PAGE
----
The receivershown in FIG. 3 is capable of receiving and separating simultaneous transmissions at the two carrier frequencies. Thus. each of the output electrodes 56 and may have a simultaneous output. This characteristic makes it possible to employ a transmitter in which the repetition rate of the pulses transmitted on each channel may be independently established even though that may result in simultaneous transmissions. An obvious modification to the transmitter of FIG. I by which independent pulse repetition rates may be established is through the use of separate pulse generators for each channel. They may allow for variable repetition rates, as desired, by techniques known to the art. Of course, even in a two pulse generator form, a single antenna 35 may be employed.

From the above, it is apparent that applicant has provided a stimulator for electrically stimulating portions of the body, including a transmitter and receiver, the receiver including a frequency detector composed entirely of passive elements. Obviously, many modifications and variations of the present invention other than those specifically set forth with reference to FIG. 2 are possible in light of the above teaching. it is therefore to be understood that, within the scope of the appended claims, the invention may be practiced otherwise than as specifically described.

What is claimed is:

l. A body implantable receiver which comprises: antenna means;

first and second passive frequency detector means connected in parallel with each other and said antenna means for resonating with said antenna means at a first and a second frequency, respectively',

dual channel output means including active output electrode means in each channel; and

means interconnecting said passive frequency detector means and said dual channel output means for isolating each output means channel from signals produced by resonance at a different one of said first and second frequencies.

2. The body implantable receiver of claim 1 wherein said first and second passive frequency detector means each comprise reactive voltage divider means.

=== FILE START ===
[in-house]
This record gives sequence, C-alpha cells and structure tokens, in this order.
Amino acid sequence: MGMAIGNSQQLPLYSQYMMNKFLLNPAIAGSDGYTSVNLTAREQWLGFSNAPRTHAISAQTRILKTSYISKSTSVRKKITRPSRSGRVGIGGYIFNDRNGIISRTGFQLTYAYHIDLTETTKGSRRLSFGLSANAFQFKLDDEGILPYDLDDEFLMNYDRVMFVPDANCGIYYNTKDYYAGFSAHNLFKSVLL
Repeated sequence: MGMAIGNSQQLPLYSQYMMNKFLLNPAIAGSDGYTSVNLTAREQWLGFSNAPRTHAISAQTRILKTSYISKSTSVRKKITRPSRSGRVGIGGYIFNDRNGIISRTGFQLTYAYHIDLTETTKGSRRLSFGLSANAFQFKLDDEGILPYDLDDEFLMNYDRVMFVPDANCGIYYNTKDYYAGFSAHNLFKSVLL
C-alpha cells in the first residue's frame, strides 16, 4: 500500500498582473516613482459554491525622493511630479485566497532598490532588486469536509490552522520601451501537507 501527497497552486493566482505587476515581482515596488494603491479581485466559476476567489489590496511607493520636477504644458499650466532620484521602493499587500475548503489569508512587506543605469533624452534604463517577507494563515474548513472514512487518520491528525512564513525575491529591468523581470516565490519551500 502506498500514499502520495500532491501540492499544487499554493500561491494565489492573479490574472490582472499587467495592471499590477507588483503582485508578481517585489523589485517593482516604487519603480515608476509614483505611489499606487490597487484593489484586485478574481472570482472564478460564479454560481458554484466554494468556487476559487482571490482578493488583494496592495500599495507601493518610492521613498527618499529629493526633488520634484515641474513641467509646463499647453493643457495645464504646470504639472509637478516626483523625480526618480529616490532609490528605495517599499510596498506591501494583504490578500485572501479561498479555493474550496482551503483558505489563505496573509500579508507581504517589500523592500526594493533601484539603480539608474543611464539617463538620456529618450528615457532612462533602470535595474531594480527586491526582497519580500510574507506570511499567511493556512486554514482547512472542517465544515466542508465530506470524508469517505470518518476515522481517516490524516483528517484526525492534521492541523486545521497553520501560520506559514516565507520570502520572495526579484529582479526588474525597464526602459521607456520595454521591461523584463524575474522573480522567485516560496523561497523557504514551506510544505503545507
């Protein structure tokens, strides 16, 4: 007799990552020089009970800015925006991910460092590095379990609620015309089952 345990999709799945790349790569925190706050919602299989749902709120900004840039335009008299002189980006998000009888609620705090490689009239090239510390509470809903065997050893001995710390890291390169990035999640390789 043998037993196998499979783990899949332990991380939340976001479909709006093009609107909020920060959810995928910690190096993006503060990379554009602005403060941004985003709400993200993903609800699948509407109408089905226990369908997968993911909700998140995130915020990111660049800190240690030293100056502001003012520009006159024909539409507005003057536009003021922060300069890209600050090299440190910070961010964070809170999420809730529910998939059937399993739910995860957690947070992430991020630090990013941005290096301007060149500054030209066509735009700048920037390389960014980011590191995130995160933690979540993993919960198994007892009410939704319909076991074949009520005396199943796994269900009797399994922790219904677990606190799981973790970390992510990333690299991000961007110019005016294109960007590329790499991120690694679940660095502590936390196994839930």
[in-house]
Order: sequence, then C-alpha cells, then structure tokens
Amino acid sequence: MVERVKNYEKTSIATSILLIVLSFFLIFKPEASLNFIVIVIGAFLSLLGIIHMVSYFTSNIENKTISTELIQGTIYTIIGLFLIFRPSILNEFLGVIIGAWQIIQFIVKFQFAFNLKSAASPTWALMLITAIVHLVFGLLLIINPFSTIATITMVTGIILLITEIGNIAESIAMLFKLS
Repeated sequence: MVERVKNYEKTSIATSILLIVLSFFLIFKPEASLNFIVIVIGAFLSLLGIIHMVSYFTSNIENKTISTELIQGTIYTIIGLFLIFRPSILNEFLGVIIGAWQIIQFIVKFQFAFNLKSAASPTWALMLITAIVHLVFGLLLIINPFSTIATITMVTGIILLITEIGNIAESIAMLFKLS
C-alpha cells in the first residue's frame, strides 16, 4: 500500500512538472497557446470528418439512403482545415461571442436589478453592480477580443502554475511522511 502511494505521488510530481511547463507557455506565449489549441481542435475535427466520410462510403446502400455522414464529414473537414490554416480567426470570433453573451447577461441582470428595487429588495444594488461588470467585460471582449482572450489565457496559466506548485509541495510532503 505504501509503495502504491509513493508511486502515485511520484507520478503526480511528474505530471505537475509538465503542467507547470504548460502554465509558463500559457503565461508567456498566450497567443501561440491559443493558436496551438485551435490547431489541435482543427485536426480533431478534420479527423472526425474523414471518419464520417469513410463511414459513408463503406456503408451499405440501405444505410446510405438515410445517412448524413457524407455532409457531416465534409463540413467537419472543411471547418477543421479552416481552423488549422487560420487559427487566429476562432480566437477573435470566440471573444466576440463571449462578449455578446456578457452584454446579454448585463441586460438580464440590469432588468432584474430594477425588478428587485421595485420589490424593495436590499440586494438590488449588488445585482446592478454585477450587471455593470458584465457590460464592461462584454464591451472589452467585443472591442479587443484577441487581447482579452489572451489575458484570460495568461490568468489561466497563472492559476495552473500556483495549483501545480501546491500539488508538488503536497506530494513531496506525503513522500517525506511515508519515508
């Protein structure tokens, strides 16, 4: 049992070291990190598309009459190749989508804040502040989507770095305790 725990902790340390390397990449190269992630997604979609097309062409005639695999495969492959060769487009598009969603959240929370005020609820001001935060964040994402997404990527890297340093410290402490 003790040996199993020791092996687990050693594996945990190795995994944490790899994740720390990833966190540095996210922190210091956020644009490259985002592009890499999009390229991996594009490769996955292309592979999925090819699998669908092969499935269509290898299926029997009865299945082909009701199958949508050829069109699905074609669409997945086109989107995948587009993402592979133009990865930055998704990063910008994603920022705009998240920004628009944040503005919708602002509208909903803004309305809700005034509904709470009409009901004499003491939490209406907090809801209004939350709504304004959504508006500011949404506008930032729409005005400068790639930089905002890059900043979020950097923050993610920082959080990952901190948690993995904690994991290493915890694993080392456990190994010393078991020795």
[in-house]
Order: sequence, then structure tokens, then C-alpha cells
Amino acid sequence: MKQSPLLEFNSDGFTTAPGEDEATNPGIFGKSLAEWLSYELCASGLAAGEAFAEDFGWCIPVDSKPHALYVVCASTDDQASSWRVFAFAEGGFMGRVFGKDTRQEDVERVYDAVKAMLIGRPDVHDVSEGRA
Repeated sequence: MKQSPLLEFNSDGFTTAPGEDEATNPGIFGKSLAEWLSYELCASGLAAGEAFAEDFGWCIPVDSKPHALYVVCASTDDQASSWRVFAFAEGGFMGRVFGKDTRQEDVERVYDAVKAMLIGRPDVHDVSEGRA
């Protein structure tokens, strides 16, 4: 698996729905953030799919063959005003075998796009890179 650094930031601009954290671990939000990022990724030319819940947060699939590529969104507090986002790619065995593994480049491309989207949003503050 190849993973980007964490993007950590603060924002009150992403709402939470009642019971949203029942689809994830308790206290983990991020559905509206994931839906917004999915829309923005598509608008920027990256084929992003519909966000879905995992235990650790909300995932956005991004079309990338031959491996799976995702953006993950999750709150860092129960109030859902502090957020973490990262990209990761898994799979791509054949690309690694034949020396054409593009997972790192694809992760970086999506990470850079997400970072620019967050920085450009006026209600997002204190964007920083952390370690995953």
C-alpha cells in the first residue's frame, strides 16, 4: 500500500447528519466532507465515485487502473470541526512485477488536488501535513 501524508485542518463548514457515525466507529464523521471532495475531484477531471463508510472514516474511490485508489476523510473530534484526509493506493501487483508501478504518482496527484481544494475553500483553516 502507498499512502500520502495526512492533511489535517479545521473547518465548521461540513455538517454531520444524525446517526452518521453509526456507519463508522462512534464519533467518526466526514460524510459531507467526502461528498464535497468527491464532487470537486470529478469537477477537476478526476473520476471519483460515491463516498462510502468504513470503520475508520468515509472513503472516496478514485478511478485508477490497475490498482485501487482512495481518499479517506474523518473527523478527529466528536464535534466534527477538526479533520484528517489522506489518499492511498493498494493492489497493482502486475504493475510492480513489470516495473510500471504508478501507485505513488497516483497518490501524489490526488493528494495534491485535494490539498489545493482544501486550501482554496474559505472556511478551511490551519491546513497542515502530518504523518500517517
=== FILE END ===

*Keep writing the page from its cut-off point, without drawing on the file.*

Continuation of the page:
3. The body implantable receiver of claim 2 wherein said channel isolating means comprises:

first diode means interconnecting said first frequency detector means voltage divider means and one of said output channels; and

second diode means interconnecting said second frequency detector means voltage divider means and the other of said output channels.

4. A stimulator for electrically stimulating portions of the body which comprises:

means for transmitting signals at a first and a second frequency;

antenna means for receiving said transmitted signals;

first and second passive frequency detector means connected in parallel with each other and said antenna means for resonating with said antenna means at said first and second frequency, respectively',

dual channel output means including active output electrode means in each channel; and

means interconnecting said passive frequency detector means and said dual channel output means for isolating each output means channel from signals produced by resonance at a different one of said first and second frequencies.

5. The stimulator of claim 4 wherein said first and second passive frequency detector means each comprise reactive voltage divider means.

6. The stimulator of claim 5 wherein said channel iso lating means comprises:

first diode means interconnecting said first frequency detector means voltage divider means and one of said output channels; and

second diode means interconnecting said second frequency detector means voltage divider means and the other of said output channels.

7. The stimulator of claim 6 wherein said transmitting means comprises means for regulating the parameters of the signals at said first and second frequency.

8. The stimulator of claim 7 wherein said signals are pulses and the regulated parameter is pulse amplitude.

9. The stimulator of claim 8 wherein said regulating means comprises means for independently setting an amplitude range for the pulses at each frequency and means for controlling the amplitude of said pulses within said ranges.